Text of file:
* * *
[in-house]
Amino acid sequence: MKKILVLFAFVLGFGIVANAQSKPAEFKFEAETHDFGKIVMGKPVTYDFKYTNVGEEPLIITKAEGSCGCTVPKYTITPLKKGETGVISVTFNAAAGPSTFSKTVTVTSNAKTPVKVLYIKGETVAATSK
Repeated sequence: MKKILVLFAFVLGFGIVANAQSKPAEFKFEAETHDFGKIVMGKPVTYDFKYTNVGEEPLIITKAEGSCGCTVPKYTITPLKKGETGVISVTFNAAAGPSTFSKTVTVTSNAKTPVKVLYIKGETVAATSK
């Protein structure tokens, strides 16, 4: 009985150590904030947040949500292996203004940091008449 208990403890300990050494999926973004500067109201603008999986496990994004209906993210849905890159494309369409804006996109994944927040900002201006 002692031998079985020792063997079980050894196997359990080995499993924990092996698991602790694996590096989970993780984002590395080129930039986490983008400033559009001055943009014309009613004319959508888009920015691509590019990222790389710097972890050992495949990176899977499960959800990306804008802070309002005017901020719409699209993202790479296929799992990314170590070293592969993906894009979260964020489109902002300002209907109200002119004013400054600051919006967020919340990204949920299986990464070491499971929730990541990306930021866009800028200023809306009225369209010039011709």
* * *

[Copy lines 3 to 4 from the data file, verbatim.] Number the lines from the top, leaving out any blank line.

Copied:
Repeated sequence: MKKILVLFAFVLGFGIVANAQSKPAEFKFEAETHDFGKIVMGKPVTYDFKYTNVGEEPLIITKAEGSCGCTVPKYTITPLKKGETGVISVTFNAAAGPSTFSKTVTVTSNAKTPVKVLYIKGETVAATSK
């Protein structure tokens, strides 16, 4: 009985150590904030947040949500292996203004940091008449 208990403890300990050494999926973004500067109201603008999986496990994004209906993210849905890159494309369409804006996109994944927040900002201006 002692031998079985020792063997079980050894196997359990080995499993924990092996698991602790694996590096989970993780984002590395080129930039986490983008400033559009001055943009014309009613004319959508888009920015691509590019990222790389710097972890050992495949990176899977499960959800990306804008802070309002005017901020719409699209993202790479296929799992990314170590070293592969993906894009979260964020489109902002300002209907109200002119004013400054600051919006967020919340990204949920299986990464070491499971929730990541990306930021866009800028200023809306009225369209010039011709």